The Hollow Crown

I have been reading Dan Jones’ The Hollow Crown, a rather masterful survey of the Wars of the Roses. He has helped fill the many gaps in my knowledge of this crucial and complex period of our history. The book helped demonstrate the old maxim: what goes around, comes around. 

In the 1410s and 20s, France was divided between warring factions which enabled the English to conquer much of the land. The French king, Louis, was mentally ill and the conquering English King, Henry V, married his daughter, making himself heir. Within a few decades, the son of that union, King Henry VI, was himself mentally ill, which added to his general sense of torpor. The English were all but expelled from France, and then became themselves horribly divided, as they grouped into Lancastrian or Yorkist camps, fighting each other in gigantic pitched battles of stomach-churning proportions. What goes around, comes around.

Jacquetta of Luxemburg, wife of John, Duke of Bedford and brother to King Henry V, married a humble squire and small landowner in her widowhood, Richard Woodville. For marrying so low-born a man, the couple were fined, but forgiven. The Earl of March, who became the Yorkist Edward IV, married the eldest daughter of this union, Elizabeth Grey, who became his queen and mother of his children. Edward who castigated Woodville for his lowly birth made him grandfather to his sons and daughters. Furthermore, the man who would topple Edward’s Yorkist family, Henry Tudor, was himself descended from a ‘mismatched’ marriage. A generation earlier, and Henry V's French queen, Katherine de Valois, fell in love with, and married, one of her servants after her husband died prematurely. His name was Owen Tudor, and he is ancestor of the Tudor monarchs who ruled this land after the Roses’ conclusion. For marrying such a humble man, she was almost despised, but her powerful descendants perhaps vindicated the union. Edward IV despised a man of humble birth, yet married his daughter; his own family would be deposed by another man who came from a humble union. What goes around, comes around.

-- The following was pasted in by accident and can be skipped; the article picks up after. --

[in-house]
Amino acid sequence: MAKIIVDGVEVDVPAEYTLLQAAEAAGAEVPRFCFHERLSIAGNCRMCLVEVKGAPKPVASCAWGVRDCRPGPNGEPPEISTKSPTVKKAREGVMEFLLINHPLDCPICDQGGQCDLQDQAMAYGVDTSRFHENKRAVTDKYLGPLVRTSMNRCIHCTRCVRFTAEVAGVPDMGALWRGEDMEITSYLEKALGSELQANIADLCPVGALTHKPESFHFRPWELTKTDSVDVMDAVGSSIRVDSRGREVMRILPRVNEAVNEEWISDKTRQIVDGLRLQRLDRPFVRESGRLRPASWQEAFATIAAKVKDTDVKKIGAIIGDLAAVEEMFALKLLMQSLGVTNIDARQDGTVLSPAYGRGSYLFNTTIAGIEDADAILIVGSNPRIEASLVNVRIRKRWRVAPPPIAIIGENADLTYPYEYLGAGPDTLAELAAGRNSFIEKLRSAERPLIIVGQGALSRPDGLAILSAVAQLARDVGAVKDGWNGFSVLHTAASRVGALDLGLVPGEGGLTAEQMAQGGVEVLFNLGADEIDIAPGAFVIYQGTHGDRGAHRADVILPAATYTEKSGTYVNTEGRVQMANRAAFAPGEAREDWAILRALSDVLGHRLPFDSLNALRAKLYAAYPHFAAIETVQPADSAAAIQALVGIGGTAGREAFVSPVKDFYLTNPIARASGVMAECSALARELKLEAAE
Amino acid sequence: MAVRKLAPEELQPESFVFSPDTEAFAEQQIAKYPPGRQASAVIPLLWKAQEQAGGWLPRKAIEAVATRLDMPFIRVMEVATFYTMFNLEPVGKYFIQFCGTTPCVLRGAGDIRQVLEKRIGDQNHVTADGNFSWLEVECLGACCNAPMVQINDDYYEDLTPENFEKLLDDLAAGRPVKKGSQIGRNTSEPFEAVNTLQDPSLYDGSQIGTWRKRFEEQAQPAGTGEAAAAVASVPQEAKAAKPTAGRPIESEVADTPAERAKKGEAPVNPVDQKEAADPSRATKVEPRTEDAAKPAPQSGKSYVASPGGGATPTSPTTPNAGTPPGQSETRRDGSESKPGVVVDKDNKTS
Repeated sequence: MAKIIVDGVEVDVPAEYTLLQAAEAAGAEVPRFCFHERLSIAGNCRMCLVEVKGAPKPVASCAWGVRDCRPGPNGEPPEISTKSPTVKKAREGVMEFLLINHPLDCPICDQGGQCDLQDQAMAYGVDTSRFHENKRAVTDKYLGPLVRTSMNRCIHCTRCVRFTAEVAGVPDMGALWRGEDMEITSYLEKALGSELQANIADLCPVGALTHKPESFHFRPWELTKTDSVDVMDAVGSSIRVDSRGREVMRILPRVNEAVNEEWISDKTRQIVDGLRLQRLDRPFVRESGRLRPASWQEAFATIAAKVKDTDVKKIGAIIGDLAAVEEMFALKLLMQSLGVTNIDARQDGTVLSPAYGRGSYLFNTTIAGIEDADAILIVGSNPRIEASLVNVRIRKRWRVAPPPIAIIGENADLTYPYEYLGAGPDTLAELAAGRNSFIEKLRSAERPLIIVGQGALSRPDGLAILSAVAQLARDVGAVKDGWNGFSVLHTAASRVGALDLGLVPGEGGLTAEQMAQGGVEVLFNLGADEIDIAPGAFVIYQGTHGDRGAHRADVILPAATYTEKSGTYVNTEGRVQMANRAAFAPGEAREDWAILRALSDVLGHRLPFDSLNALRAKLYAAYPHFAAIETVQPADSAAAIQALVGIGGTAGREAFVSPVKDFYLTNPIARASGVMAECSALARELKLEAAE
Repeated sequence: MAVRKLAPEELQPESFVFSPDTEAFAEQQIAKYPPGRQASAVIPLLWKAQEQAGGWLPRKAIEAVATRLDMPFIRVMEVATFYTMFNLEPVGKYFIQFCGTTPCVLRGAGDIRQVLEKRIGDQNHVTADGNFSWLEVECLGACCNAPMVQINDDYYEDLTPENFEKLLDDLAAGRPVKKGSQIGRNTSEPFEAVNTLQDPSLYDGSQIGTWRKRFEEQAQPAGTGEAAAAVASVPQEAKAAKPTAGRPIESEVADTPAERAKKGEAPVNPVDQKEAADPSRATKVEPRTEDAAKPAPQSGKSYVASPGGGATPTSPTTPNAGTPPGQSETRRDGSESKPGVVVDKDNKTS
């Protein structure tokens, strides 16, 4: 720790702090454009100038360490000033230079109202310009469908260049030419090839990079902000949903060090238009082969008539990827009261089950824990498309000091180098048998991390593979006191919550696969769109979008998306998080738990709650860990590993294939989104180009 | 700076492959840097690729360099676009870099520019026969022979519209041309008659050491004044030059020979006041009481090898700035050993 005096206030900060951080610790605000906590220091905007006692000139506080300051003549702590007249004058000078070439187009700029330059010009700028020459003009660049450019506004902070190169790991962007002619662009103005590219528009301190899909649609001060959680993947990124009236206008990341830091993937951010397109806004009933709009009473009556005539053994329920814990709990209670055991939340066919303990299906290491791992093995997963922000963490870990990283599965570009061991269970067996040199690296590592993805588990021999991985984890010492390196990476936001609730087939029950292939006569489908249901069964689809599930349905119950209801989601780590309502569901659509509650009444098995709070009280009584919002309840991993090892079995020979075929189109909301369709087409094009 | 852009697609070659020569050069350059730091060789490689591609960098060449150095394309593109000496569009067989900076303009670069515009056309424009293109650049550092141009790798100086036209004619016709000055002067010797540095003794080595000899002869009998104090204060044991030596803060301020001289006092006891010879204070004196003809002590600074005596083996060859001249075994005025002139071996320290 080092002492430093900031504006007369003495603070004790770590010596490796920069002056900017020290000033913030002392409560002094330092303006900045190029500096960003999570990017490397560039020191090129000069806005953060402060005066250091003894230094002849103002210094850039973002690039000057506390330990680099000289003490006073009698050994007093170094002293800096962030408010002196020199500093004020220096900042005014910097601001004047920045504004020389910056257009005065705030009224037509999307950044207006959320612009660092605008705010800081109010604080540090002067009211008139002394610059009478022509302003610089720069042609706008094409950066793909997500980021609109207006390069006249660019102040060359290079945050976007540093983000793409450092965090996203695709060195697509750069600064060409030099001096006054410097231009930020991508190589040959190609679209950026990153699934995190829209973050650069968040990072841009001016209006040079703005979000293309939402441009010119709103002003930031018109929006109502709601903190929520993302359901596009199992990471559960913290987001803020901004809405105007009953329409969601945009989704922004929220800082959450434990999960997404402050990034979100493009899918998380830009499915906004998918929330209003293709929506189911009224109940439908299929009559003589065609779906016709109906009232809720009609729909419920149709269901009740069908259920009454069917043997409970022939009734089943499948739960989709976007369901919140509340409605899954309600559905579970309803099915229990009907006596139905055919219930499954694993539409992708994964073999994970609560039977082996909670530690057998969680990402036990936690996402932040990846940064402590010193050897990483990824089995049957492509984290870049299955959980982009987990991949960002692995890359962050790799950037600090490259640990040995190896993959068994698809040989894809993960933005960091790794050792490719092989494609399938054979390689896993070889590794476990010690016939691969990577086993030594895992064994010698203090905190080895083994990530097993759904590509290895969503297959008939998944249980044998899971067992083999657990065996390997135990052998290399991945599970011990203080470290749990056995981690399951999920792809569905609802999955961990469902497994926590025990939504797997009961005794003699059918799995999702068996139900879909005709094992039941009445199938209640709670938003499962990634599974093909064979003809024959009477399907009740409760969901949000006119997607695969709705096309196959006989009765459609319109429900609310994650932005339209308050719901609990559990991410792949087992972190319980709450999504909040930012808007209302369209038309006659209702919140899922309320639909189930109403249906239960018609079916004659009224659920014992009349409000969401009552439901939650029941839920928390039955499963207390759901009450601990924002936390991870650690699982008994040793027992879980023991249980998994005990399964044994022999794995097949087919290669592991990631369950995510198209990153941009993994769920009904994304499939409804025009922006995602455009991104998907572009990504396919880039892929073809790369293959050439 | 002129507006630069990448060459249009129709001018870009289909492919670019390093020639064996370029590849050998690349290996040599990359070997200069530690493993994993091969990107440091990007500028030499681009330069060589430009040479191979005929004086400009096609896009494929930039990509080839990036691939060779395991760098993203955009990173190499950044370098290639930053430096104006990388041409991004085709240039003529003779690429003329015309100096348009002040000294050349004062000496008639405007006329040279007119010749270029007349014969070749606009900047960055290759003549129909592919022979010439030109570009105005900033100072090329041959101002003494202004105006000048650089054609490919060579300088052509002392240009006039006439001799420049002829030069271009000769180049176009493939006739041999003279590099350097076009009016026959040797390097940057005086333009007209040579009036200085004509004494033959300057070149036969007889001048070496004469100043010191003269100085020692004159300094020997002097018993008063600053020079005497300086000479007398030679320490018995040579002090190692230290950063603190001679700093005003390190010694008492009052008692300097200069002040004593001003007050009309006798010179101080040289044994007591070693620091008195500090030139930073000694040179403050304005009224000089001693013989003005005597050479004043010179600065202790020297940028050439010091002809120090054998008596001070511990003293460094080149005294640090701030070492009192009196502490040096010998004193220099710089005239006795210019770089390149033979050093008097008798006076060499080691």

Edward IV’s Yorkist regime replaced Henry VI’s Lancastrian regime. The Lancastrians had come to the throne when Henry, Duke of Lancaster, deposed Richard II in 1399, and took the throne for himself as Henry IV. The Yorkists deposed his grandson, claiming a stronger legitimacy in the person of King Edward IV. Yet Edward’s own heir and son, Edward V (one of the ‘princes in the Tower), would be himself secretly deposed by Edward’s brother, King Richard III, who would claim a greater legitimacy than his nephew. The Lancastrians usurped the throne, and the Yorkists usurped it from them, and from each other. What goes around, comes around.

After the Battle of Tewkesbury in 1471, Edward IV, perhaps with his brothers, went to the Tower to murder Henry VI, in whose name a rising had just been quashed. In 1483, Edward’s own son and heir would be discreetly killed in that same, grim fortress, to smooth the way for his relative’s accession (Richard III). What goes around, comes around.

Late medieval history is complicated, but it highlights the cyclical monotony of sin and rebellion. Thankfully, we have a a King who shall never be deposed and replaced, though many try. The crowns of earth are hollow and its glories paper-thin. Let us therefore look to the world to come. 

And each creature that is in heaven, and that is on earth, and under earth, and the sea, and which things be in it, I heard all saying, To him that sat in the throne, and to the lamb, blessing, and honour, and glory, and power, into worlds of worlds. Revelation 5:13, Wycliffe Bible